A former boxer and anthropology professor, Aaron Elkins is best known for his stories revolving around forensic anthropologist Gideon Oliver, one of which, Old Bones , won an Edgar Award in 1988 for Best Novel. He was also shortlisted for Agatha Awards for Best novel in 1991 for Make No Bones , and again in 1993 for Old Scores .
Ellroy, James (American, 1948- )
(Thrillers, Noir Crime Fiction, Hard-boiled, Historical Mysteries)
Bestselling author James Ellroy is best known for his period tales gathered under the heading of the L.A. Quartet.   The Black Dahlia , The Big Nowhere , L.A. Confidential , and White Jazz have each been critical and popular successes, some spawning equally well-known feature films.   His graphic stories are laced with crackling dialogue, and his hard-edged characters are reminiscent of the heyday of Spade and Marlowe.   Don't ignore his other novels, the Lloyd Hopkins Trilogy, his series known as Underworld U.S.A ., and his standalones.   A delight for fans of the genre.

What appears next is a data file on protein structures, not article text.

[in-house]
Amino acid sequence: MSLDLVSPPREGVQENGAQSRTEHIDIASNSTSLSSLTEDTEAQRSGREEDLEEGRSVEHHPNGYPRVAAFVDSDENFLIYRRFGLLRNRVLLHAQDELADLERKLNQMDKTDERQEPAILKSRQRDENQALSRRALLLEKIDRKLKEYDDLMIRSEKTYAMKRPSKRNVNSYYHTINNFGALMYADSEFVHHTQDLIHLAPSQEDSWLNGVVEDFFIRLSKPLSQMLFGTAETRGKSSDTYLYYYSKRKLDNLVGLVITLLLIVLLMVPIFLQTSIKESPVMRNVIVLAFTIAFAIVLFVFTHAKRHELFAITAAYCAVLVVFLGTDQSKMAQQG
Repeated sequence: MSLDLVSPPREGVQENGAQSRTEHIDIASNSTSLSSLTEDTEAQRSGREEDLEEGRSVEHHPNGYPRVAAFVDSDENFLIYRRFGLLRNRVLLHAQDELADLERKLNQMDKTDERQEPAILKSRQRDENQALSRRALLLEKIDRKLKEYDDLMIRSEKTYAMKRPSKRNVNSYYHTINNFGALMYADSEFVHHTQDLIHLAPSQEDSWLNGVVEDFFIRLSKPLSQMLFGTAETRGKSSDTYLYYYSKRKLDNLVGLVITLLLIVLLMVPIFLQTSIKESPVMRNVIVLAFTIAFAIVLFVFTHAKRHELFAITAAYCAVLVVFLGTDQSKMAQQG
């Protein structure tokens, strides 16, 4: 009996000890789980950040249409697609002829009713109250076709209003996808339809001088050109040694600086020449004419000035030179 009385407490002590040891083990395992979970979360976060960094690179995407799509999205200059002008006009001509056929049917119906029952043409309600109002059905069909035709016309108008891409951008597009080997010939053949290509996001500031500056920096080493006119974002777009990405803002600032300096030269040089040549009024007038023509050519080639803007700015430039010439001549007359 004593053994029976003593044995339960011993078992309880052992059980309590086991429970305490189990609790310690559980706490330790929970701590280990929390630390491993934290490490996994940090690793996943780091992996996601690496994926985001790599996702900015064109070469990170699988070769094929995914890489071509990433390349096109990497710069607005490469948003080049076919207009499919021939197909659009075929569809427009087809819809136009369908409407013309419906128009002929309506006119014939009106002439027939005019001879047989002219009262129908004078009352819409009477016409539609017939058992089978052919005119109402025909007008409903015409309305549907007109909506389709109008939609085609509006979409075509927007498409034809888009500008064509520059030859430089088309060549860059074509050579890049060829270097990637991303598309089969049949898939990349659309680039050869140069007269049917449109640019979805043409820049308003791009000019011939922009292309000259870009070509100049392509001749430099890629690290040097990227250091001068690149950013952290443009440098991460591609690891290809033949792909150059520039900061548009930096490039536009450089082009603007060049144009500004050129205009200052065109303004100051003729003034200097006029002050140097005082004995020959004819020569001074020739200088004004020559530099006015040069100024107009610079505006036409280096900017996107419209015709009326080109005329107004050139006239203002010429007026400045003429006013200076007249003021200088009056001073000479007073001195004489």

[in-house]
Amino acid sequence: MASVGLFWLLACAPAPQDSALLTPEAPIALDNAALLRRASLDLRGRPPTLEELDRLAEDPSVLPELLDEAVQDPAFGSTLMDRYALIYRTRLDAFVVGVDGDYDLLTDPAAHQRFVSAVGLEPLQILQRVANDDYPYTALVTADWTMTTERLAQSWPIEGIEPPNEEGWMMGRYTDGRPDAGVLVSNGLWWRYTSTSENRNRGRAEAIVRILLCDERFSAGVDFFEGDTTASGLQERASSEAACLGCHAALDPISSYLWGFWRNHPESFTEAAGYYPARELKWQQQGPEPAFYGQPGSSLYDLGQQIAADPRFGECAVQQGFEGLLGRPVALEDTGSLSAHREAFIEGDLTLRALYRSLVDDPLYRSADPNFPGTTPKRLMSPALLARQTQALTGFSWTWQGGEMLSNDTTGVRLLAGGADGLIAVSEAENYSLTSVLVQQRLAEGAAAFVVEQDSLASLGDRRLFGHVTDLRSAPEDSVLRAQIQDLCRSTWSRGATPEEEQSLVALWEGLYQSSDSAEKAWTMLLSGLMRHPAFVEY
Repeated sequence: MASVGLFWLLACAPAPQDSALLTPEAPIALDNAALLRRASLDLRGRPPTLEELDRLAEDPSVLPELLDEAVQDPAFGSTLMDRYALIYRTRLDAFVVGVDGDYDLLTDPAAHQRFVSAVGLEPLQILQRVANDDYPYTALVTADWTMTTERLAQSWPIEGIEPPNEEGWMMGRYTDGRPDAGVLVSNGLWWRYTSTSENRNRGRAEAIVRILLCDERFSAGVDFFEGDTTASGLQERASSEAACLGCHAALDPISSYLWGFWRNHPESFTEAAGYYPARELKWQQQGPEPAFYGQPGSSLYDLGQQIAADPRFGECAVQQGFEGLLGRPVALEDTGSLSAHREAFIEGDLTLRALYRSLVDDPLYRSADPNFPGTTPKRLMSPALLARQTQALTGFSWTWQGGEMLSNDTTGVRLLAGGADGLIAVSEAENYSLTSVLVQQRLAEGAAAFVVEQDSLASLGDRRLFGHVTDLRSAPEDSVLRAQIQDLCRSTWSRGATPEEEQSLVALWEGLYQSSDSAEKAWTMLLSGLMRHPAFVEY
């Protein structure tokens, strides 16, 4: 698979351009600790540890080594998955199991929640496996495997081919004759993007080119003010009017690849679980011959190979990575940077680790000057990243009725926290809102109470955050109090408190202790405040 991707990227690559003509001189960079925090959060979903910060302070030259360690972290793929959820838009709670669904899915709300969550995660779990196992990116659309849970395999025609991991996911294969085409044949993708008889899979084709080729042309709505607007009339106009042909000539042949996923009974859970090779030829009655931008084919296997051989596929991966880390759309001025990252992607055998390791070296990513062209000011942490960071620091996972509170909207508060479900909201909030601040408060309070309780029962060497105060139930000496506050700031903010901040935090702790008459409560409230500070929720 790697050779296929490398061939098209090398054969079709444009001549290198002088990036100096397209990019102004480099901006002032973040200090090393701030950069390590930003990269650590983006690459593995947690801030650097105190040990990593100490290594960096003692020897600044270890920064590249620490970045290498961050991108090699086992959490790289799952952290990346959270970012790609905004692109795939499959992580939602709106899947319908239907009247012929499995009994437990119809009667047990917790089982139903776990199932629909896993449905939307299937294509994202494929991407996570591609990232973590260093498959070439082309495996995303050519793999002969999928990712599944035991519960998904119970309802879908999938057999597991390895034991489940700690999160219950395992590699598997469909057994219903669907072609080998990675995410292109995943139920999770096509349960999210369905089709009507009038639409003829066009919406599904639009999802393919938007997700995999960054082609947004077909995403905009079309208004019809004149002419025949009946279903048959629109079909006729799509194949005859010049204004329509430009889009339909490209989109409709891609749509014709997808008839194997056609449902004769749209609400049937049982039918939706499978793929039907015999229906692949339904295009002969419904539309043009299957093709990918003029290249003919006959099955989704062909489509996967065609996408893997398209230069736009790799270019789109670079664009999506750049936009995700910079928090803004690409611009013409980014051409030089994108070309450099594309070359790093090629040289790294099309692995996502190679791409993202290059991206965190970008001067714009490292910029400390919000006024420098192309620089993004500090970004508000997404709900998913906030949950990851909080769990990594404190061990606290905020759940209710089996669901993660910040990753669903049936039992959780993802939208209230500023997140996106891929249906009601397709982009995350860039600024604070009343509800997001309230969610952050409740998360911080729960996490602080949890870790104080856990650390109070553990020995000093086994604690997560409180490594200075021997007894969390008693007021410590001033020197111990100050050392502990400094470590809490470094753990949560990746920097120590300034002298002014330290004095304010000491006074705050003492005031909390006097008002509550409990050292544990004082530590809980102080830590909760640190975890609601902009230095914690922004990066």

Emery, Anne (Canadian)
Author Anne Emery draws on her background as a Maritime-based lawyer to build a series of tales around Halifax attorney Monty Collins.   Her debut novel, Sign of the Cross, won the Arthur Ellis Award for Best First Novel in 2007, and her four novels to date are literate, original, and painstakingly researched.   Highly recommended.
Engel, Howard (Canadian, 1931- )
(Humourous Mysteries)